When Rebecca Davis Dance Company announced the world premiere of Greed: The Tale of Enron last spring, I struggled to imagine a more boring subject for a work of art. The quadratic equation? Knitting?
But then I heard about the local composer/actress Melissa Dunphy, who had created a cantata about the Senate Judiciary Committee hearing of 2007, when Alberto Gonzales fired seven Justice Department lawyers, and I thought: Well, she's got Davis beat. In a courtroom, lawyers can prowl the floor, verbally batter uncooperative witnesses, wink slyly at jury members, and inject dramatic discoveries and thrilling arguments into the proceedings. But what drama lies in a committee room where everyone is seated and the responses demand a dignified decorum?
Recently I attended a press preview for Dunphy's Gonzales Cantata, and boy, was I mistaken. Like Greed, Dunphy's musical piece overwhelmed me with the way it transformed the tedious machinations of an insider industry into a brilliant work of art.
Although Dunphy drew her entire libretto from actual transcripts, she managed to find and then exaggerate the human element in the Senators' questions. She switched the genders of most of the participants (for artistic and political reasons), and her Senators wear evening gowns and tiaras and sport sashes like the contestants at a beauty pageant. From the first moments, Patrick Leahy (Jessica Lennick) indulges in somber hyperbole ("Today the Department of Justice is experiencing a crisis of leadership unrivaled in its 137-year history"). Later, Arlen Specter (Danya Katok) viciously berates Gonzales (Mary Thorne) into a painfully sung submission.
Despite the Senators' outrage, the tone of the music and Gonzales's pleading responses elicit nothing but sympathy for George W. Bush's pathetic yes-man. And when Senator Orrin Hatch (Julia Mintzer) interrupts Gonzales's flagellation, he provides a moment of relief not only to the former attorney general but to some of us in the audience as well.
A sinister tone
Dunphy's music alone sells the show. From the rumbling bass during the processional opening, the fantastic sweep of Dunphy's orchestration heightens the drama at every point, and the singers— accomplished alumni or students from Julliard, Tanglewood, Peabody, Oxford and elsewhere— were impressive in the solo roles.
An urgent, sinister tone precedes and underscores Specter's grilling and the exposure of Gonzales's lies during the press conference. Later, moments of tension bubble up from a choral cauldron of distrust, hatred and partisan rancor during the "Attack Me" segment, where Dunphy's chorus of female Senators shower Gonzales with an unrelenting torrent of abuse.
She leavens the Senators' fury with humor, and tempers both comedy and outrage with moments of cynical revulsion: elegant music sickeningly employed to underscore Bush's preference for loyalty over judgment, and crass political expediency folded with the chords of the "Star-Spangled Banner."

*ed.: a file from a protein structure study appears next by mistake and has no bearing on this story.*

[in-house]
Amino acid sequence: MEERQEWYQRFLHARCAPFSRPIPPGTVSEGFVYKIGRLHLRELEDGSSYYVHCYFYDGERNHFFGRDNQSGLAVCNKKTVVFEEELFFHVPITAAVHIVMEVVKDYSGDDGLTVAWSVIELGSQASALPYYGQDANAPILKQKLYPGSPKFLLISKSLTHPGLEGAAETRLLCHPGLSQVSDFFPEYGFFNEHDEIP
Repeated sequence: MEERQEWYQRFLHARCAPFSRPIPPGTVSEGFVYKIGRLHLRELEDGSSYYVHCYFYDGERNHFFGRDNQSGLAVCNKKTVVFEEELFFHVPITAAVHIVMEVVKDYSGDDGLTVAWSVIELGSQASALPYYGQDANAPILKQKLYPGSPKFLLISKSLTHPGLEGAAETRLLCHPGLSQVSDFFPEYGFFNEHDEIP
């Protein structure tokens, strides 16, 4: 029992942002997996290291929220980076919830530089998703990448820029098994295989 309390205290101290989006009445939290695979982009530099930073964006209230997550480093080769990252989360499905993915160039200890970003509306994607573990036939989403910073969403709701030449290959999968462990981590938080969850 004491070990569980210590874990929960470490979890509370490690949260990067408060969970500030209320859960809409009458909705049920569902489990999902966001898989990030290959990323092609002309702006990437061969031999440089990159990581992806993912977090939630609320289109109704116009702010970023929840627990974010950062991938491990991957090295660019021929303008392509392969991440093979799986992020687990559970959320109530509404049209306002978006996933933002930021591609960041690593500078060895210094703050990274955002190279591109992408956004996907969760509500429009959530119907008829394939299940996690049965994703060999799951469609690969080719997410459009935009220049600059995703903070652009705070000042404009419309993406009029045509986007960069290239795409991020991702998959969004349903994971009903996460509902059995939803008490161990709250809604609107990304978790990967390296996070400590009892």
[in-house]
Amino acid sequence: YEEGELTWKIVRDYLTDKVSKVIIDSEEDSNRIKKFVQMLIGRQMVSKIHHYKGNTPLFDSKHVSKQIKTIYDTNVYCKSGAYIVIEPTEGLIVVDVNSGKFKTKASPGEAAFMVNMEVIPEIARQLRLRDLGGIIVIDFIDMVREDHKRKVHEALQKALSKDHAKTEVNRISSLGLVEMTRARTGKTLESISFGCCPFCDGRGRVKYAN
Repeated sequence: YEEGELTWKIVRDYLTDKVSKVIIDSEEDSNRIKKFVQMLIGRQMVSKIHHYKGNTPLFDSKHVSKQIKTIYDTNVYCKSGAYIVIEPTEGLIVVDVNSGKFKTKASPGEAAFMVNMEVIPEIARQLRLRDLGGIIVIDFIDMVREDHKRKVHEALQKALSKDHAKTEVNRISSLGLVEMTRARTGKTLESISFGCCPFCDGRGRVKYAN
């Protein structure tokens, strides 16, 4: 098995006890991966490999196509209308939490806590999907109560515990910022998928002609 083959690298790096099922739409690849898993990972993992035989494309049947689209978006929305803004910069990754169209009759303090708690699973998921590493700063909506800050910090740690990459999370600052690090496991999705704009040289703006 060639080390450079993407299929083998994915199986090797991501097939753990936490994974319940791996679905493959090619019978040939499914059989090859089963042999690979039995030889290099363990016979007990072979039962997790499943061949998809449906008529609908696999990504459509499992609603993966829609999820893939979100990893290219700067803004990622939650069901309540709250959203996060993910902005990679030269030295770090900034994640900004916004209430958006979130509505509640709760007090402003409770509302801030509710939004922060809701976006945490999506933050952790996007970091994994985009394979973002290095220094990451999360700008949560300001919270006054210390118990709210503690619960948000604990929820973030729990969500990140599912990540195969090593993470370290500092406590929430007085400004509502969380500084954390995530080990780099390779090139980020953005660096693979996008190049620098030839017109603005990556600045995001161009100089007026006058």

Like a hangman's victim
Like her music, Dunphy's staging plumbs the latent drama of these Senate proceedings. As Gonzales stands onstage like a hangman's solitary victim, a chorus of Senators enters from the wings. But Dunphy also conveys and understands the pageantry— if not outright grandstanding— involved in this charade of justice. Senator Dianne Feinstein's sole comments enhance the ridiculous self-seriousness of these murmuring judges when she inserts, "Something is rotten in the state of Denmark" into her condemnation (which Feinstein actually said). The setting inside the University of Pennsylvania's Rotunda suitably invokes the austere serenity of the Senate hall that nonetheless becomes the backdrop for political buffoonery.
Ultimately, Leahy's grandstanding "I don't trust you" pierces the choral throng, and the Senators redirect their frustration at Bush and Cheney to take Gonzales down. In a nation where politics serves as a secular religion and sporting event all at once, a cantata about the most minor scandal of the Bush administration suddenly makes sense.
What's the point?
Still, I couldn't help thinking: What's the point? Do I really want to sympathize with a man who secretly signed off on torture memos, but cringed his way through 70-plus "I don't recalls" during his Senate Testimony? In Antigone, Sophocles wants the audience to feel terror for a criminal forced to suffer unjustly. Even Mauckingbird Theatre Company's recent production of John Logan's heavy-handed Never the Sinner had a point: To use a horrific murder as a tool for enlightening audiences about capital punishment.
Had Dunphy chosen to write her work about the Watergate burglars G. Gordon Liddy and Howard Hunt— scapegoats like Gonzales— I could respect it more: those men at least had the sack to own up to their crimes. Dunphy might even come up with a plausible cantata in defense of the unapologetically bellicose Dick Cheney. What can be said in defense of Alberto Gonzales, other than that he was in way over his head and put his faith in the wrong people?
Dunphy seems to have misspent her prodigious talents on the minutiae of the Bush administration. What's missing from her otherwise ingenious creation is any sense of the consequences that politicization of the Justice Department can inflict on a democracy.♦
To view Jim Rutter's video interview with Melissa Dunphy, click here.
To read a response, click here.